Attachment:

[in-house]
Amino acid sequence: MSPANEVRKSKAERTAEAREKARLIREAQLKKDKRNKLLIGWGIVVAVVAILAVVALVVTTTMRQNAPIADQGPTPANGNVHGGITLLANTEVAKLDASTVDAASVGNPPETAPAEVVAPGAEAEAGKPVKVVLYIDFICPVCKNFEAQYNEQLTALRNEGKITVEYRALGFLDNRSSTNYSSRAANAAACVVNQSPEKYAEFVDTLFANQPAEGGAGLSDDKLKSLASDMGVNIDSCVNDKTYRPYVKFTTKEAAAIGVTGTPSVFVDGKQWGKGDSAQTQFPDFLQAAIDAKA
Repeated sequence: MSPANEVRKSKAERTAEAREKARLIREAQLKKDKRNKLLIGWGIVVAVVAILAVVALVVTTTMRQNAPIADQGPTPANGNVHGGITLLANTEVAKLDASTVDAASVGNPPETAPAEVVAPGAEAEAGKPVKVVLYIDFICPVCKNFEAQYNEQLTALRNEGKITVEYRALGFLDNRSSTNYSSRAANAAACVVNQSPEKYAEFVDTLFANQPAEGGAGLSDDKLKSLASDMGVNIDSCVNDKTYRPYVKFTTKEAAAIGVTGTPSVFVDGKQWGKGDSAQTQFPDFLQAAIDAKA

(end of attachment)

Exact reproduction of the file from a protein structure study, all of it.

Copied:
[in-house]
Amino acid sequence: MSPANEVRKSKAERTAEAREKARLIREAQLKKDKRNKLLIGWGIVVAVVAILAVVALVVTTTMRQNAPIADQGPTPANGNVHGGITLLANTEVAKLDASTVDAASVGNPPETAPAEVVAPGAEAEAGKPVKVVLYIDFICPVCKNFEAQYNEQLTALRNEGKITVEYRALGFLDNRSSTNYSSRAANAAACVVNQSPEKYAEFVDTLFANQPAEGGAGLSDDKLKSLASDMGVNIDSCVNDKTYRPYVKFTTKEAAAIGVTGTPSVFVDGKQWGKGDSAQTQFPDFLQAAIDAKA
Repeated sequence: MSPANEVRKSKAERTAEAREKARLIREAQLKKDKRNKLLIGWGIVVAVVAILAVVALVVTTTMRQNAPIADQGPTPANGNVHGGITLLANTEVAKLDASTVDAASVGNPPETAPAEVVAPGAEAEAGKPVKVVLYIDFICPVCKNFEAQYNEQLTALRNEGKITVEYRALGFLDNRSSTNYSSRAANAAACVVNQSPEKYAEFVDTLFANQPAEGGAGLSDDKLKSLASDMGVNIDSCVNDKTYRPYVKFTTKEAAAIGVTGTPSVFVDGKQWGKGDSAQTQFPDFLQAAIDAKA